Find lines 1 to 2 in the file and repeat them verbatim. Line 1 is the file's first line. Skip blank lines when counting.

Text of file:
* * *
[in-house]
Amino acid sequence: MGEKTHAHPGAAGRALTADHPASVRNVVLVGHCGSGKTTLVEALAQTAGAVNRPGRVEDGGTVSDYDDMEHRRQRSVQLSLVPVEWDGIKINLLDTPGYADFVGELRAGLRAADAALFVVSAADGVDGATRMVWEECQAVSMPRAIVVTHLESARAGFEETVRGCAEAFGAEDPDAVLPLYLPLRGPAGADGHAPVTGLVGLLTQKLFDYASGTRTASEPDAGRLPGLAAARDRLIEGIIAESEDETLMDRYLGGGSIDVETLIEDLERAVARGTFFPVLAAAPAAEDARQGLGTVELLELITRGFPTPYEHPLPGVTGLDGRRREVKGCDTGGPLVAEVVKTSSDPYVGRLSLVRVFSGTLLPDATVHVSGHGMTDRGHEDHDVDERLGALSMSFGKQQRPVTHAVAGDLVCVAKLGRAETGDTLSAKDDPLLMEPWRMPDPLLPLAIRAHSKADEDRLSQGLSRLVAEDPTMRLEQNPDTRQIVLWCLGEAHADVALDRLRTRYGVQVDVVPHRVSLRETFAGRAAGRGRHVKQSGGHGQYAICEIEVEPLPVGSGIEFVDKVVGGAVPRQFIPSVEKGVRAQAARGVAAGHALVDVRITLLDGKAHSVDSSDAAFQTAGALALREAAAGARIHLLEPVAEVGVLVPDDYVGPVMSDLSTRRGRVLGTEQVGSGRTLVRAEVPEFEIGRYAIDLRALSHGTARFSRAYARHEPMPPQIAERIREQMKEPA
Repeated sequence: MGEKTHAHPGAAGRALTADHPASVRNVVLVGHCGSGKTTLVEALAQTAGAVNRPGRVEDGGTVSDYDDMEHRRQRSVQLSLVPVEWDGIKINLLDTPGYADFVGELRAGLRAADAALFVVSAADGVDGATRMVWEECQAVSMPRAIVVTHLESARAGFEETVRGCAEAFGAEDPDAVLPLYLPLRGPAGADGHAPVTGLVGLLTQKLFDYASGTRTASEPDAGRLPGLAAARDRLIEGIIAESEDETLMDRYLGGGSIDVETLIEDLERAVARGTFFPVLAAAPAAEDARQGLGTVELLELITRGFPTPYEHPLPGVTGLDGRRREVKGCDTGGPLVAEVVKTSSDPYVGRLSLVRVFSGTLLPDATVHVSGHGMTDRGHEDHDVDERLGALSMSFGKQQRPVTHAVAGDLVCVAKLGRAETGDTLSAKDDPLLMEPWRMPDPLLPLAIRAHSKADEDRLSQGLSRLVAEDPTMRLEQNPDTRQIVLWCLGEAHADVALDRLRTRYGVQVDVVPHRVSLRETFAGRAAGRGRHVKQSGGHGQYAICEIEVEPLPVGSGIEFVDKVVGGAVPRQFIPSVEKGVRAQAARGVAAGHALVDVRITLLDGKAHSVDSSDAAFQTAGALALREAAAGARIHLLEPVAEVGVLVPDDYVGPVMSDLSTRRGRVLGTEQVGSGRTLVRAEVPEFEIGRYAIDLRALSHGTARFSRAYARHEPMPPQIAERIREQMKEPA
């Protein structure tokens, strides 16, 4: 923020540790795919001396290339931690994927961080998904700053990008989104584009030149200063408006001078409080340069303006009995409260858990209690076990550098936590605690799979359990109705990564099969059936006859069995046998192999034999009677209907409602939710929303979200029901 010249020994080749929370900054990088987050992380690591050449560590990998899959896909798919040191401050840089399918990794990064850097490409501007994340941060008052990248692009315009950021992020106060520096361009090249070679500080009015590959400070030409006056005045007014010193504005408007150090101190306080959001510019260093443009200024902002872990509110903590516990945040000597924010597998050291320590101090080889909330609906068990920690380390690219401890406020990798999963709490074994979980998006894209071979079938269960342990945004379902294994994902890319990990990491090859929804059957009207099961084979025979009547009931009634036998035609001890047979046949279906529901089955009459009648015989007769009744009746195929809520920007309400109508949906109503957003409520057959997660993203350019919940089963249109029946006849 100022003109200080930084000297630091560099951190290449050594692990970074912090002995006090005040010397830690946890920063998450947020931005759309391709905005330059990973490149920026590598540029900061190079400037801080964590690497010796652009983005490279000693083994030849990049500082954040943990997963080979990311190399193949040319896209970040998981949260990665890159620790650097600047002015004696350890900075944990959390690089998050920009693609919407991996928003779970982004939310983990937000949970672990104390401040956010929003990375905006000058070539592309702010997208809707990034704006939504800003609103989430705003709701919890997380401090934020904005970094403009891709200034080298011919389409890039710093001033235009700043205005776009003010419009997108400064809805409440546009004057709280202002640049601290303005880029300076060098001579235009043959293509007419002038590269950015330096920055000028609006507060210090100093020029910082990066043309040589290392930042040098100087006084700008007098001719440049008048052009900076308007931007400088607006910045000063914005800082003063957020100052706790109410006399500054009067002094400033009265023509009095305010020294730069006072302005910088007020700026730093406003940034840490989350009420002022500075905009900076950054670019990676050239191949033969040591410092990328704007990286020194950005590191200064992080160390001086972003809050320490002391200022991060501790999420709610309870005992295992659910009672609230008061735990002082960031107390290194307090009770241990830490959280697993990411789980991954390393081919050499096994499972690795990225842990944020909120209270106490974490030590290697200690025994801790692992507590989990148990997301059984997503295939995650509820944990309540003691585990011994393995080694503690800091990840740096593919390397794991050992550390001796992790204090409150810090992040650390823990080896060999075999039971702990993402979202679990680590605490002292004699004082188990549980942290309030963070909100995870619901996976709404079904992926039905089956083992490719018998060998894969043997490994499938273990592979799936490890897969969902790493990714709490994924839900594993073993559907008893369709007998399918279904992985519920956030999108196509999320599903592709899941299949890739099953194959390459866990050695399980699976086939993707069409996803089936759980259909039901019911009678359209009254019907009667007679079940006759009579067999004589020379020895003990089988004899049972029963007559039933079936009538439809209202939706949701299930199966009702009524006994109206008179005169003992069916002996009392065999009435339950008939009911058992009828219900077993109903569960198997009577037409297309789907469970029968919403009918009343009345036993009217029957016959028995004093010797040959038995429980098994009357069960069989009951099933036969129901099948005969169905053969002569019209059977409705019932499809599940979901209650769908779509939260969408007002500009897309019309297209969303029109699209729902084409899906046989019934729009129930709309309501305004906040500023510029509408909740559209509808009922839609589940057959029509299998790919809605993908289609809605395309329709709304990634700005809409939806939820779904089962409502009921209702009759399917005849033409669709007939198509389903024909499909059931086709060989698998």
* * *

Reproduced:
[in-house]
Amino acid sequence: MGEKTHAHPGAAGRALTADHPASVRNVVLVGHCGSGKTTLVEALAQTAGAVNRPGRVEDGGTVSDYDDMEHRRQRSVQLSLVPVEWDGIKINLLDTPGYADFVGELRAGLRAADAALFVVSAADGVDGATRMVWEECQAVSMPRAIVVTHLESARAGFEETVRGCAEAFGAEDPDAVLPLYLPLRGPAGADGHAPVTGLVGLLTQKLFDYASGTRTASEPDAGRLPGLAAARDRLIEGIIAESEDETLMDRYLGGGSIDVETLIEDLERAVARGTFFPVLAAAPAAEDARQGLGTVELLELITRGFPTPYEHPLPGVTGLDGRRREVKGCDTGGPLVAEVVKTSSDPYVGRLSLVRVFSGTLLPDATVHVSGHGMTDRGHEDHDVDERLGALSMSFGKQQRPVTHAVAGDLVCVAKLGRAETGDTLSAKDDPLLMEPWRMPDPLLPLAIRAHSKADEDRLSQGLSRLVAEDPTMRLEQNPDTRQIVLWCLGEAHADVALDRLRTRYGVQVDVVPHRVSLRETFAGRAAGRGRHVKQSGGHGQYAICEIEVEPLPVGSGIEFVDKVVGGAVPRQFIPSVEKGVRAQAARGVAAGHALVDVRITLLDGKAHSVDSSDAAFQTAGALALREAAAGARIHLLEPVAEVGVLVPDDYVGPVMSDLSTRRGRVLGTEQVGSGRTLVRAEVPEFEIGRYAIDLRALSHGTARFSRAYARHEPMPPQIAERIREQMKEPA